As the head of one of its closest rivals says: "Mitchell Kaye and Mischief are synonymous. His is the very public face of a very successful agency."
Described by another agency head as a "rottweiler", his entrepreneurial ethos and driven nature run through his agency’s DNA.
Cory, currently CEO of Citizen Relations, acknowledges this when asked about the biggest challenges the new role will present.
She also highlights the importance of keeping up the momentum developed over Mischief’s seven years.
"It’s harder when you are an agency of 70 people to still be talked about as entrepreneurial and innovative and not lose the creative culture that has been built up," she says.
The last point is important. Mischief is renowned for its creativity and as an ex-creative director the attraction for Cory is obvious.
Some describe Mischief’s success as being founded on the combination of the business drive of Kaye and the creative spark of chairman Dan Glover.
A former boss suggests that with Cory you get the whole package in one. Graham Goodkind, founder of Frank where Cory was joint MD, describes her as a "well-oiled machine for exciting ideas" as well as a "great saleswoman".
Cory, who launched her first agency with a £2,500 loan from her parents at the age of 24, certainly has guts.
"Standing up, making decisions and leading from the front has always been my mentality. You have to be hands on and Mischief is a hands-on agency. Mitch is like me; we do PR because we love it, not because we want to sit in an office and do HR."
Her detractors might suggest that HR is a slight chink in her impressive armour.
When Cory inherited the "messy merger" of Band & Brown Communications with Brando and partners across three continents when it became Citizen, one ex-colleague says her inexperience as a CEO and a lack of support meant she struggled to carry staff with the changes she made.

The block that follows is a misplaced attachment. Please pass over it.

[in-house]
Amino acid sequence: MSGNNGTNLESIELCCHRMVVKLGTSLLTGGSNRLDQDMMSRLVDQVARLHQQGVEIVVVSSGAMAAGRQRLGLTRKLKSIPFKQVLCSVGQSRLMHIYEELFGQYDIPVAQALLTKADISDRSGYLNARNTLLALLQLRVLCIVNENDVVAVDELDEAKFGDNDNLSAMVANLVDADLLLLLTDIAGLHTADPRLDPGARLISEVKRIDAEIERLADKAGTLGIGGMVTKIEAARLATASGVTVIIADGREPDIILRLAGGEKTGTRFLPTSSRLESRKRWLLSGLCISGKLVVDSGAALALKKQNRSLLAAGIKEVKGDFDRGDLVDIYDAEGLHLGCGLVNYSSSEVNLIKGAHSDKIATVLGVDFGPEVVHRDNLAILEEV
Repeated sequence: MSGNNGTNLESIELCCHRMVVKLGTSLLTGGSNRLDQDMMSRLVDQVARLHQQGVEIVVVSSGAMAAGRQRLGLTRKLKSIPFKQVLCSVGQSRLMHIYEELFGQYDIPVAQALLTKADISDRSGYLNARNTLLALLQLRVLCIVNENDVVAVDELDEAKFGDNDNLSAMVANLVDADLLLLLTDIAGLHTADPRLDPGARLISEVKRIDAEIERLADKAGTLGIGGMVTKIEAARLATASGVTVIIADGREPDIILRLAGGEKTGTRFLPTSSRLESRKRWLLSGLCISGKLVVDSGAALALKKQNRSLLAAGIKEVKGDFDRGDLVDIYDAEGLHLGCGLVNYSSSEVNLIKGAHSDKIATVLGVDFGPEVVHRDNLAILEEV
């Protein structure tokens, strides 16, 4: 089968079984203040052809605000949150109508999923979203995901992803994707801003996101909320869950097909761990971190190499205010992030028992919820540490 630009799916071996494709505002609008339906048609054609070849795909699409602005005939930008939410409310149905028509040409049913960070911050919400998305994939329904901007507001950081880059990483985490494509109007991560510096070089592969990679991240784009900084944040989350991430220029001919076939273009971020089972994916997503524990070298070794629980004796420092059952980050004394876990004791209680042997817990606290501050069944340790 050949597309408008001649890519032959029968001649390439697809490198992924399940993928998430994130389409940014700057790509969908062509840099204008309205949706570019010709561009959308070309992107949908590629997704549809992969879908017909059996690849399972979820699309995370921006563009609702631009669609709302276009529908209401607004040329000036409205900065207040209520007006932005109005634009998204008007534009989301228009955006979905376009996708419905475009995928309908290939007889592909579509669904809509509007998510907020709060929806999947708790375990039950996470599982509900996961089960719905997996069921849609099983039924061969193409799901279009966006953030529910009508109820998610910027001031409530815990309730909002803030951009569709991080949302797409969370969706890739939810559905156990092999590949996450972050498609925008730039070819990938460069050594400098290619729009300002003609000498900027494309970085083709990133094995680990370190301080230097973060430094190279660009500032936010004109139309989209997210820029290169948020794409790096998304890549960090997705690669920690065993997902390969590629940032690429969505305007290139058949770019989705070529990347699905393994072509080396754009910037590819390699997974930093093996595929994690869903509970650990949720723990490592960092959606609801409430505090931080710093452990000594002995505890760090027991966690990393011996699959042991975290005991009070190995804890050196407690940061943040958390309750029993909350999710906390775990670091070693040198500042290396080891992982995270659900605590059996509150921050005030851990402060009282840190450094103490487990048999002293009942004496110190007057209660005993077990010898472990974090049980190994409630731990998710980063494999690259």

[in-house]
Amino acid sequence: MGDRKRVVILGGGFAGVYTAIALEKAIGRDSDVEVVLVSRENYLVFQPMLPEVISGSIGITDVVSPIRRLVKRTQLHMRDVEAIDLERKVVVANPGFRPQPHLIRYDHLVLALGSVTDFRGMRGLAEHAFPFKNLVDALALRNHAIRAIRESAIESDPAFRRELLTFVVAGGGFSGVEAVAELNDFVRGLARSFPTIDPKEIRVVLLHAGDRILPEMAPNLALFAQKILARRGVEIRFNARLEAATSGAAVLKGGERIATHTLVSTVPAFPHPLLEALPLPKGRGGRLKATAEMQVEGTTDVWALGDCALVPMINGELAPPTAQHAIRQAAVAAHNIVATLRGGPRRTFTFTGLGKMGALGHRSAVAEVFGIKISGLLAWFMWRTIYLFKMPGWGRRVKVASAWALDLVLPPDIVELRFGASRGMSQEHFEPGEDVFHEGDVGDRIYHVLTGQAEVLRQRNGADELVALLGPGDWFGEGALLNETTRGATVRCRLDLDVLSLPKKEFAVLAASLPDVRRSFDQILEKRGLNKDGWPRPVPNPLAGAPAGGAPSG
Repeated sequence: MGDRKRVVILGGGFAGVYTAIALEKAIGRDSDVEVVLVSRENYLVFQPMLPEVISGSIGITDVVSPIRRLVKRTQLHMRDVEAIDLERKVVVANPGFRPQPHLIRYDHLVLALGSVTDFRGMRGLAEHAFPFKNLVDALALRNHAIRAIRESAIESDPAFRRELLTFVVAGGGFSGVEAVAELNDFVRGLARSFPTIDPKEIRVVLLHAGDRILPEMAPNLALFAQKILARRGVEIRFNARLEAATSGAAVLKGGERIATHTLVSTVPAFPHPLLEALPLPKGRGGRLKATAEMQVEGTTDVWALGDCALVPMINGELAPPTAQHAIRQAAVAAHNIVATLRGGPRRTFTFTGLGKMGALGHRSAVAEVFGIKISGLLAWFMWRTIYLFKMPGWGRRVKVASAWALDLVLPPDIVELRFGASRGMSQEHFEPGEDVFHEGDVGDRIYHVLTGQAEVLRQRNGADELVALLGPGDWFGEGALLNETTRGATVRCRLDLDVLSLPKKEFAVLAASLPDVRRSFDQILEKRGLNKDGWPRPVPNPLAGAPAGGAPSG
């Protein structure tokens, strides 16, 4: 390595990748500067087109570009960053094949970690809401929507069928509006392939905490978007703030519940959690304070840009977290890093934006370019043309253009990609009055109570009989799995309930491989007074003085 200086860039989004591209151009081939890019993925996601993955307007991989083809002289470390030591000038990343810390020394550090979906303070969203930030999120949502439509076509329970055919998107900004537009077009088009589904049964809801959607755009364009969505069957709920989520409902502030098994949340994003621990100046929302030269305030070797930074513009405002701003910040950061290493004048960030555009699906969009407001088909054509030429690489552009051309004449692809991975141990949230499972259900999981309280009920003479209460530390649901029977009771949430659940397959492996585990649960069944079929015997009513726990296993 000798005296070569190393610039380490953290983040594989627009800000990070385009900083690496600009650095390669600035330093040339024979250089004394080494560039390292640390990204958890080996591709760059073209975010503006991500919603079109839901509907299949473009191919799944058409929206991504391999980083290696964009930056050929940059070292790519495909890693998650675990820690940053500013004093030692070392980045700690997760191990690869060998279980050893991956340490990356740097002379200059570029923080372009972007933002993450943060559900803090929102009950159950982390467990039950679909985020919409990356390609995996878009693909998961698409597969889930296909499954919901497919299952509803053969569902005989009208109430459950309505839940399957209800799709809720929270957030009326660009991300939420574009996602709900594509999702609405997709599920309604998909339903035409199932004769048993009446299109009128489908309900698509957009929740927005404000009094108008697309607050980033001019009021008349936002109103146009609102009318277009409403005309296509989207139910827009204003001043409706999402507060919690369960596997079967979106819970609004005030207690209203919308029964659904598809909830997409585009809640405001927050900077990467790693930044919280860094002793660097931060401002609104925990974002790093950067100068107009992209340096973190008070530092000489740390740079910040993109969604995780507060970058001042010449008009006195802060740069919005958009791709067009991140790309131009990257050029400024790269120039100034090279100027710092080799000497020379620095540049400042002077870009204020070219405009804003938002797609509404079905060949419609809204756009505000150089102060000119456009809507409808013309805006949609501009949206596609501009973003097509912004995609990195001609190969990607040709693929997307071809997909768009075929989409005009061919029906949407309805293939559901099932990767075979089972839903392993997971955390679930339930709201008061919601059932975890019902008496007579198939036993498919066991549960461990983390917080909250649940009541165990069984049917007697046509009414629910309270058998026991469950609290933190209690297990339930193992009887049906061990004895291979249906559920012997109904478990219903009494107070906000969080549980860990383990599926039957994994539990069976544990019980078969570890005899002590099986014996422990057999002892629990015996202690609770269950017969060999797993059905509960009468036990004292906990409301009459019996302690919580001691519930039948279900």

But former Citizen Brando boss Nick Band says that her task was "almost impossible" and despite staff and client churn Citizen Relations now boasts a solid business.
Either way, she gained valuable exposure to working within a group set up under the umbrella of Esprit De Corps, which includes ad agency Dare and direct marketers Elvis.
That experience will stand her in good stead as part of the Engine group, which bought Mischief two years ago.
How she navigates the pressures and opportunities at Engine will be crucial. XYZ co-founder Will Mould was at an Engine-owned agency when Mischief was bought.
He says that how she handles Engine, rather than how she fills Kaye’s shoes, will be instrumental to Cory’s success.
"The problem is stepping into Engine and what flexibility she will be given. It will be about the numbers," he notes.
Mischief’s move into Engine has not been without problems. Kaye’s efforts at maintaining the "family element" did not prevent departures, but even if some rivals talk about a slight loss of lustre and an increase in CVs circulating after Kaye’s departure was announced last July, the agency is still viewed as an innovative and heavyweight contender.
Will Mischief remain an agency to fear under Cory’s stewardship? Kaye handpicked Cory and has no doubts.
"Frankie is one of those rare leaders who can straddle both a creative and commercial world," he says.
"Her track record in both is impressive and above all else she has an incredible work ethic and ability to lead."